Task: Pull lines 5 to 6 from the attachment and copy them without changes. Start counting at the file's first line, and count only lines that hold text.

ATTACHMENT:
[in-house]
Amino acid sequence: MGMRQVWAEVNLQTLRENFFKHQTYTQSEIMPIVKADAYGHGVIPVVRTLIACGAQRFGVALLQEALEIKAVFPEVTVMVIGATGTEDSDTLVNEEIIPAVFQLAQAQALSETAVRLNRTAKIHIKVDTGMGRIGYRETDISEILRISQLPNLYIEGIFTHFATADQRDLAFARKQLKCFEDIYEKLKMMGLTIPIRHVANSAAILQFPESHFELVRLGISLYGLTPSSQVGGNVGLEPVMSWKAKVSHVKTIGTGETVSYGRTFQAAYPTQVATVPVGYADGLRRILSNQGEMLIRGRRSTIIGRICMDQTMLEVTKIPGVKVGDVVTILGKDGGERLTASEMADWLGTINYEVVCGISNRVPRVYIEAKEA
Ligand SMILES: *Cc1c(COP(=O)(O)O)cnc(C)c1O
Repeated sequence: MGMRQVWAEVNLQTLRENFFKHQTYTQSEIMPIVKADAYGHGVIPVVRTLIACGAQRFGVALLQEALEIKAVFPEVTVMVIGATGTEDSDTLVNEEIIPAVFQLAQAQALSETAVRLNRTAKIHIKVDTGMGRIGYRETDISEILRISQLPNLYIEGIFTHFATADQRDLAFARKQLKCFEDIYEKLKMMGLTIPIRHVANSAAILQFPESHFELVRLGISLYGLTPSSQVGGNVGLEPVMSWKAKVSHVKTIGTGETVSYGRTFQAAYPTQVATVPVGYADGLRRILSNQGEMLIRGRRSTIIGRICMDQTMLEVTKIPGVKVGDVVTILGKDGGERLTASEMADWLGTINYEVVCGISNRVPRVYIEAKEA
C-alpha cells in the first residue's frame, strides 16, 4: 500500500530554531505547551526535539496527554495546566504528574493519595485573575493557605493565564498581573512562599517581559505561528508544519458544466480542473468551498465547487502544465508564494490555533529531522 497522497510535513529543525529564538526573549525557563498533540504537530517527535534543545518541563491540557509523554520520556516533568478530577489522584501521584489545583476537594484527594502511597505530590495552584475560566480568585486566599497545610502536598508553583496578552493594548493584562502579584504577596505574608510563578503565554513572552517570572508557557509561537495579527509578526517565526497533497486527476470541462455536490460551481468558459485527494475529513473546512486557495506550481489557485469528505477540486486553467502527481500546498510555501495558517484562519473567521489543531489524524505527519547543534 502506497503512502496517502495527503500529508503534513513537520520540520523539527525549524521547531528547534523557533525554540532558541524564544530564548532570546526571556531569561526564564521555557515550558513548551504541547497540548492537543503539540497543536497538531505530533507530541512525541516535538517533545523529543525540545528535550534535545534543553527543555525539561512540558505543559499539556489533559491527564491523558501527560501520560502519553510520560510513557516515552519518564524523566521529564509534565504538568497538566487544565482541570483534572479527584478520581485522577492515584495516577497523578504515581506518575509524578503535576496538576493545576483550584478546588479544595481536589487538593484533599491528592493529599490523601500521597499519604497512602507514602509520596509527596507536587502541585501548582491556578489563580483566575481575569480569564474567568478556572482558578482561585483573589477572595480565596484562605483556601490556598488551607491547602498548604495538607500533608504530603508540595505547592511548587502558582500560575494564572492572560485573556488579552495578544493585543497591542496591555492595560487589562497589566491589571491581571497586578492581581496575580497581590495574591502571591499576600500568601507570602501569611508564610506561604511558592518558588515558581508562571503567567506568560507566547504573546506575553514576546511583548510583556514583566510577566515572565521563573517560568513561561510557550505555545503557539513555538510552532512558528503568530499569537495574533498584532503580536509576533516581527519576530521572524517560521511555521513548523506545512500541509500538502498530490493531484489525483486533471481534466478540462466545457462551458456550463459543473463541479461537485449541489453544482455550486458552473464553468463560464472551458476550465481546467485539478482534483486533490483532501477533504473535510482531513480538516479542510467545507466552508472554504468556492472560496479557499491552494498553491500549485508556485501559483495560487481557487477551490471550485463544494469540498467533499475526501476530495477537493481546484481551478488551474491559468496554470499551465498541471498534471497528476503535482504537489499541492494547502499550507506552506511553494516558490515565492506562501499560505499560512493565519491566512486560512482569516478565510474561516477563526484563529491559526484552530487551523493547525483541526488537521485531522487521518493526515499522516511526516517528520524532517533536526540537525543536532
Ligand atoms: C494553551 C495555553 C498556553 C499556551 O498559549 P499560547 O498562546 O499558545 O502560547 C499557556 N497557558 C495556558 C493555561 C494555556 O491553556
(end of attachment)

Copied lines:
C-alpha cells in the first residue's frame, strides 16, 4: 500500500530554531505547551526535539496527554495546566504528574493519595485573575493557605493565564498581573512562599517581559505561528508544519458544466480542473468551498465547487502544465508564494490555533529531522 497522497510535513529543525529564538526573549525557563498533540504537530517527535534543545518541563491540557509523554520520556516533568478530577489522584501521584489545583476537594484527594502511597505530590495552584475560566480568585486566599497545610502536598508553583496578552493594548493584562502579584504577596505574608510563578503565554513572552517570572508557557509561537495579527509578526517565526497533497486527476470541462455536490460551481468558459485527494475529513473546512486557495506550481489557485469528505477540486486553467502527481500546498510555501495558517484562519473567521489543531489524524505527519547543534 502506497503512502496517502495527503500529508503534513513537520520540520523539527525549524521547531528547534523557533525554540532558541524564544530564548532570546526571556531569561526564564521555557515550558513548551504541547497540548492537543503539540497543536497538531505530533507530541512525541516535538517533545523529543525540545528535550534535545534543553527543555525539561512540558505543559499539556489533559491527564491523558501527560501520560502519553510520560510513557516515552519518564524523566521529564509534565504538568497538566487544565482541570483534572479527584478520581485522577492515584495516577497523578504515581506518575509524578503535576496538576493545576483550584478546588479544595481536589487538593484533599491528592493529599490523601500521597499519604497512602507514602509520596509527596507536587502541585501548582491556578489563580483566575481575569480569564474567568478556572482558578482561585483573589477572595480565596484562605483556601490556598488551607491547602498548604495538607500533608504530603508540595505547592511548587502558582500560575494564572492572560485573556488579552495578544493585543497591542496591555492595560487589562497589566491589571491581571497586578492581581496575580497581590495574591502571591499576600500568601507570602501569611508564610506561604511558592518558588515558581508562571503567567506568560507566547504573546506575553514576546511583548510583556514583566510577566515572565521563573517560568513561561510557550505555545503557539513555538510552532512558528503568530499569537495574533498584532503580536509576533516581527519576530521572524517560521511555521513548523506545512500541509500538502498530490493531484489525483486533471481534466478540462466545457462551458456550463459543473463541479461537485449541489453544482455550486458552473464553468463560464472551458476550465481546467485539478482534483486533490483532501477533504473535510482531513480538516479542510467545507466552508472554504468556492472560496479557499491552494498553491500549485508556485501559483495560487481557487477551490471550485463544494469540498467533499475526501476530495477537493481546484481551478488551474491559468496554470499551465498541471498534471497528476503535482504537489499541492494547502499550507506552506511553494516558490515565492506562501499560505499560512493565519491566512486560512482569516478565510474561516477563526484563529491559526484552530487551523493547525483541526488537521485531522487521518493526515499522516511526516517528520524532517533536526540537525543536532
Ligand atoms: C494553551 C495555553 C498556553 C499556551 O498559549 P499560547 O498562546 O499558545 O502560547 C499557556 N497557558 C495556558 C493555561 C494555556 O491553556